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Priority Waste

Metal Recycling

Most people are familiar with metal recycling, and in many cases, there is scope for earning rebates subject to quantities and types of metals.

Most metals can be re-used and placed back in to manufacturing and can be re-used again and again. Contact us to assess and grade your metals.

What is metal waste?

Iron – Iron comprises almost 5% of the Earth. Therefore, it is an easy metal to find. However, pure metal is not a stable element, as it immediately reacts with the oxygen present in the air, creating iron oxide.

Taking iron from its ores requires the use of a blast furnace. The first stage of the blast furnace will yield pig iron, which can be refined further to obtain pure iron. This iron usually ends up in steel and other alloys. This is why almost 90% of manufactured metals are ferrous in nature.

Steel – Although pure iron is stronger than most metals, it is prone to corrosion. To keep corrosion away, you will need to spend a lot of energy and money. Iron is also extremely heavy due to its high density.

Thus, steel was made by adding carbon to iron to alleviate these weaknesses to some extent. This combination of carbon and iron forms carbon steel, which is stronger than iron. As a result, steel is commonly used as a building material. Depending on its iron content, you can classify steel into three categories – low carbon steel, medium carbon steel, and high carbon steel.

Copper – Copper is easy to form, which is why it has a long history and the applications it has today are the biggest instances of how important it is. Because copper does not come from nature in a pure form, smelting and extracting it from its ore is crucial.

Metals are good conductors, but copper stands out as the best. You will find copper conductor wires in electrical circuits due to its extraordinary electrical conductivity. The only metal that can beat copper’s conductivity is silver. This may be why most cooking utensils are made from copper.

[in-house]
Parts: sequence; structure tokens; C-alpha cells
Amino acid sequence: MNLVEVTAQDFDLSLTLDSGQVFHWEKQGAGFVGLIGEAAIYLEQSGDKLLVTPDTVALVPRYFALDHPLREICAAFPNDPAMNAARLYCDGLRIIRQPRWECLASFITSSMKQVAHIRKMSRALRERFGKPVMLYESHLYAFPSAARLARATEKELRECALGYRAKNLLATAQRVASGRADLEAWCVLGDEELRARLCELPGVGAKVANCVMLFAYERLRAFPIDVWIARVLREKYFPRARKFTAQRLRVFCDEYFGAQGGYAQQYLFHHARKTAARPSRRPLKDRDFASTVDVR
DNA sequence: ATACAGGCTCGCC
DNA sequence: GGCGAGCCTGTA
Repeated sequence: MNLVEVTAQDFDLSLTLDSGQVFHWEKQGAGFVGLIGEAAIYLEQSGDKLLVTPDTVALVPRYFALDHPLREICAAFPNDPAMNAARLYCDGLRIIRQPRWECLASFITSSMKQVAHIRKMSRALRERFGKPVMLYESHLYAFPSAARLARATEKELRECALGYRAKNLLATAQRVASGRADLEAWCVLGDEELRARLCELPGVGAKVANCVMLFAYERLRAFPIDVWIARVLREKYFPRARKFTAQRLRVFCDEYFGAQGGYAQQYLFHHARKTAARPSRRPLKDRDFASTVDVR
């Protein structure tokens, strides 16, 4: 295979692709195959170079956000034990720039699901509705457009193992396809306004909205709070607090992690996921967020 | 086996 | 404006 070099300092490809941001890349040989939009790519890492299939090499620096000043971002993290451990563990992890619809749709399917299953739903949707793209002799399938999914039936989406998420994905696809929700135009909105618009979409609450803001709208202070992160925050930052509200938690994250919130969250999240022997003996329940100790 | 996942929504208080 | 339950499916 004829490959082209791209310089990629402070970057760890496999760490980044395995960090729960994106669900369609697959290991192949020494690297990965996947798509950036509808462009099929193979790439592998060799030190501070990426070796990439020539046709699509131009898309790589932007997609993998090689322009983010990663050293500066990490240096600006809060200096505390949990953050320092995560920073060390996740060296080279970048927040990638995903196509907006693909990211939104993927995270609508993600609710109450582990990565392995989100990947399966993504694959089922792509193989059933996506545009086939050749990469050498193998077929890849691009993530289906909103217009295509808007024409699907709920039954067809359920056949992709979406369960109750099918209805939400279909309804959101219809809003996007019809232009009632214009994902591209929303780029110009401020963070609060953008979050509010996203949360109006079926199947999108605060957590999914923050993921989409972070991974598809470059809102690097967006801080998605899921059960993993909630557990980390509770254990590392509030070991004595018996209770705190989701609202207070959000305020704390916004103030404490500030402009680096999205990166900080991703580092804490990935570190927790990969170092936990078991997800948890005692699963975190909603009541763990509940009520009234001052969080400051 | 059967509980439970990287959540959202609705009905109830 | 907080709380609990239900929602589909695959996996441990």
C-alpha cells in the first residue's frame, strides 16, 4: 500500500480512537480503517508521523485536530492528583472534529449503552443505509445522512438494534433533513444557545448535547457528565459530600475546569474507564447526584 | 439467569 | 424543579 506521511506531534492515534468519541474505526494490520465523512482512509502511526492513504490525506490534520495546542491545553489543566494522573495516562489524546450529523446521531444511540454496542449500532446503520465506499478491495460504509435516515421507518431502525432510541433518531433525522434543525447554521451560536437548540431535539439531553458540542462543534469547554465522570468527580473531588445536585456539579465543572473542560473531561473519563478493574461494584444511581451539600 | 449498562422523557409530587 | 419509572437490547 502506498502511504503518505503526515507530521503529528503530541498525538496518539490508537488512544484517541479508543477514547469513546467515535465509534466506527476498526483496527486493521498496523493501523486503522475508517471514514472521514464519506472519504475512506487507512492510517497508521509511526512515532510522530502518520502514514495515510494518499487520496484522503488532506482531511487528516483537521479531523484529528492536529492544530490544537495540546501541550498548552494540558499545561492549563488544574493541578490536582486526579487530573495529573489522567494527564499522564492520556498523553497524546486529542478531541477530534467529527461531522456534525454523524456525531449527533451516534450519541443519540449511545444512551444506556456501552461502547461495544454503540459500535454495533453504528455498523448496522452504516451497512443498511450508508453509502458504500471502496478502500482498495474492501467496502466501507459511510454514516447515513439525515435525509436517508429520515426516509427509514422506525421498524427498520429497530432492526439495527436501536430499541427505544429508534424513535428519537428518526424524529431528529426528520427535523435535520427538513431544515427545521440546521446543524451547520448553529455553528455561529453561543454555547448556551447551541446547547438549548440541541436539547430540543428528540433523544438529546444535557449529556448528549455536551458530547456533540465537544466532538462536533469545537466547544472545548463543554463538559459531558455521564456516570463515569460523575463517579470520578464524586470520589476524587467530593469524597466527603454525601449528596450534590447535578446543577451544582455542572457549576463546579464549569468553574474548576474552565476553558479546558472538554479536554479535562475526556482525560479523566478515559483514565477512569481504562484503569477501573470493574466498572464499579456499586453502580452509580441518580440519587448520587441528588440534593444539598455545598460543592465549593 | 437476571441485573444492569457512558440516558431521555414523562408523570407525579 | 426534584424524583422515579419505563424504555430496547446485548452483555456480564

Bronze – Bronze is an alloy of copper. However, unlike zinc, bronze contains tin. You can improve its properties and aptness for a specific application. Bronze is hard, brittle, and resists fatigue well. Bronze also has good thermal and electrical conductivity as well as corrosion resistance. Bronze is applied in the making of reflectors and mirrors. It is also employed within electrical connectors. Because of its resistance to corrosion, it is used in ship fittings and submerged parts.

Brass – Brass is an alloy of zinc and copper. The amount of each metal may vary because of the mechanical and electrical properties that are sought from the metal. It consists of trace amounts of several metallic elements, such as manganese, lead, and aluminium.

Brass serves as an excellent candidate for low friction use, such as in bearings, locks, musical instruments, tools and fittings, and plumbing. Brass is indispensable in inherently safe applications to allow usage and prevent sparks in inflammable surroundings.

Aluminium – Aluminium is derived primarily from bauxite, its ore. It is strong, light, and functional, and is the Earth’s most widespread metal. This is due to its properties, including being lightweight, durable, electrically conductive, and corrosion resistant; it can create alloys with almost all types of metals. Aluminium is easy to machine and does not magnetise.

Titanium – Titanium is a crucial engineering metal because it is lightweight and strong. It also has high thermal stability, even at temperatures as extreme as 480°C. Due to these characteristics, it is applied in the aerospace industry.

It is also used in military equipment, and because it is corrosion-resistant, it is also used for medical purposes. You will also find titanium in sporting goods and the chemical industry.

Gold – It is a bright, slightly orange-yellow, dense, soft, malleable, and ductile metal in a pure form. Chemically, gold is a transition metal and a group 11 element. It is one of the least reactive chemical elements and is solid under standard conditions.

Silver – Silver is a relatively soft, shiny metal. It tarnishes slowly in air as sulphur compounds react with the surface forming black silver sulphide. Sterling silver contains 92.5% silver. The rest is copper or some other metal.

Platinum – Platinum is a lustrous silvery-white, malleable, ductile metal and a member of group 10 of the periodic table of the elements. It has the third highest density, behind osmium and iridium.

Hazardous Metals